Suggestions for exiting a Python loop


First, I’m not really proud of this code - but it does what it needed to do. The user enters a starting number and then everywhere they click it creates a new Dot with an incremental value. However, I thought that I could exit the infinite loop with the ESC key, random profanity, or some other key. Instead, I basically have to close the application to get the script to stop.

import rhinoscriptsyntax as rs

DotNumber = rs.GetInteger("Number of the next dot", 1, 1, 100)
if DotNumber: 
	while True:
		ClickedPoint = rs.GetPoint("Pick dot location")
		if ClickedPoint:
			rs.AddTextDot( str(DotNumber),ClickedPoint)
			DotNumber += 1

I found some mentions of RhinoApp.EscapeKeyPressed but I didn’t understand how to apply it to a simple script like this.

Could somebody please offer a better way to accomplish this?

Thanks for the help.

You could get a whole bunch of points in one go instead. Rhino - RhinoScriptSyntax

If rs.GetPoints doesn’t provide its own way of exiting, the num of points can be capped by setting max_points, then afterwards the user can be sent to a:

with message = 'Add more points?' and buttons = 4, and break the loop depending on their choice

The most pythonic way to write this specific loop could be a oneliner

for num in count(start=(rs.GetInteger("Number of the next dot", 1, 1, 100) or 1)):
    if rs.GetPoint("Pick dot location") is not None:
        rs.AddTextDot(str(num), _)

However you should just use

GetPoints(draw_lines=False, in_plane=False, message1=None, message2=None, max_points=None, base_point=None)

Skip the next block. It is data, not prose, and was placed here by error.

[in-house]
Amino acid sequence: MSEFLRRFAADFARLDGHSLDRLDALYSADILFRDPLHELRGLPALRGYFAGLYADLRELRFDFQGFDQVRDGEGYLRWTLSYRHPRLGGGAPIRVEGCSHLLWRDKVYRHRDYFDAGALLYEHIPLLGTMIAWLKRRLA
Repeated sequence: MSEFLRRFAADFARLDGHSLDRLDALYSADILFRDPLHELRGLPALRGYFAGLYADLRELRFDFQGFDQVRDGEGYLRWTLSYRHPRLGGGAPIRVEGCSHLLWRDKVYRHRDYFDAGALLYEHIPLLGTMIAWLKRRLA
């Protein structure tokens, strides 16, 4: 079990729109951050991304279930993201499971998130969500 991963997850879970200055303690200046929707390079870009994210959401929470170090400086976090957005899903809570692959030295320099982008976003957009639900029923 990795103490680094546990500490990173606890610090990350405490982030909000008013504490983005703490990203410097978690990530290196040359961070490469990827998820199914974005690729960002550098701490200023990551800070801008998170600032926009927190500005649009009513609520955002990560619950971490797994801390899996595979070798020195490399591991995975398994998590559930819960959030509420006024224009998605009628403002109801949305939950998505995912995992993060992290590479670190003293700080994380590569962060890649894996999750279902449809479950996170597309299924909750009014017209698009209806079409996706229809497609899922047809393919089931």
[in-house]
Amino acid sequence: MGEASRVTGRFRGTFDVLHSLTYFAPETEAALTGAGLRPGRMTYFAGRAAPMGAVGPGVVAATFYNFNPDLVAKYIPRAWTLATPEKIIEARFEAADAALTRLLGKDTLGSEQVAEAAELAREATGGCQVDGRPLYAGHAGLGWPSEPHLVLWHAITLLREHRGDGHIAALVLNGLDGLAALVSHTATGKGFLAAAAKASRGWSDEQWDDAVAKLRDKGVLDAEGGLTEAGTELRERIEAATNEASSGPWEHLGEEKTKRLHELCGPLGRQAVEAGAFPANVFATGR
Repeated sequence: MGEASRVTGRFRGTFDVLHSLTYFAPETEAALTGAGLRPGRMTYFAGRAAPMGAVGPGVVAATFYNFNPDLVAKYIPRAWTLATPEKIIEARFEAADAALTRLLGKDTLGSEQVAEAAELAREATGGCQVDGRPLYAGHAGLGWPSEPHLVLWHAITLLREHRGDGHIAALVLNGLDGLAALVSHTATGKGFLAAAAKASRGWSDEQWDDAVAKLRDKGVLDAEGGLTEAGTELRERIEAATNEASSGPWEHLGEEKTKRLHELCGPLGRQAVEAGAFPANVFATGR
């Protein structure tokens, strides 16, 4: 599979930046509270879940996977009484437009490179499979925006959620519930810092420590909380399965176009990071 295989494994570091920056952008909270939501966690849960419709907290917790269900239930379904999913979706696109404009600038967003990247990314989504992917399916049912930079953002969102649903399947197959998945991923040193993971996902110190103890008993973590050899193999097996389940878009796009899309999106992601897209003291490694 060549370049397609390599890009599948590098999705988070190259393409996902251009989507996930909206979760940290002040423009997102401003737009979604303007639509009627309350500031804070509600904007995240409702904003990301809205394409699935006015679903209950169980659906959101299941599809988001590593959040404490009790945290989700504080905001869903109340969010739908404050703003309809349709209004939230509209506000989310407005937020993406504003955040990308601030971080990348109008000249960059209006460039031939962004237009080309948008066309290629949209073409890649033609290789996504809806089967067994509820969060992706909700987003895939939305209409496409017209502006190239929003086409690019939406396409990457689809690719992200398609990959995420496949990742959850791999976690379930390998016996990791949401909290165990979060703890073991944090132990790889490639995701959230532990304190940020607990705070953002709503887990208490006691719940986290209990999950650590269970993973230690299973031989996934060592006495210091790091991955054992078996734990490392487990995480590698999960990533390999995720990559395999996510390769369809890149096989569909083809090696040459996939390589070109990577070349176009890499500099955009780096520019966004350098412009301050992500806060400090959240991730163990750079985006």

Thank you for the suggestions. I wasn’t able to get the suggested code to run… maybe I messed something up?

The issue with GetPoints is that you have no indication of where you clicked because the list of points is only returned when it finishes. Hopefully, there is a way to run a loop similar to the original one but respect the ESC key.


for num in range(count)

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This means that the user has to know how many points they want to create before they start, correct?

Yes, the user has either got to pick a number of dots in advance, or they’ve got to take some action (clicking a window or pressing Esc) every so often to choose to either break the loop or continue placing text dots. But stop right there…

The code’s fine. Its taught you a lot about how both Python and Rhino works, but before you spend even more time on this approach (let alone look into packaging it for distribution), I think you’re going down a bit of a rabbit hole.

rs.AddTextDot is just adding what Rhino natively calls “annotation dots”


If you were planning on doing further processing of the list of dots afterwards, there are lots of ways to select objects in Rhino (that work especially well in Grasshopper), Putting “further processing” in its own script or its own GhPython component achieves a Separation of Concerns. As well as empowering your user, and giving them more verstile tools.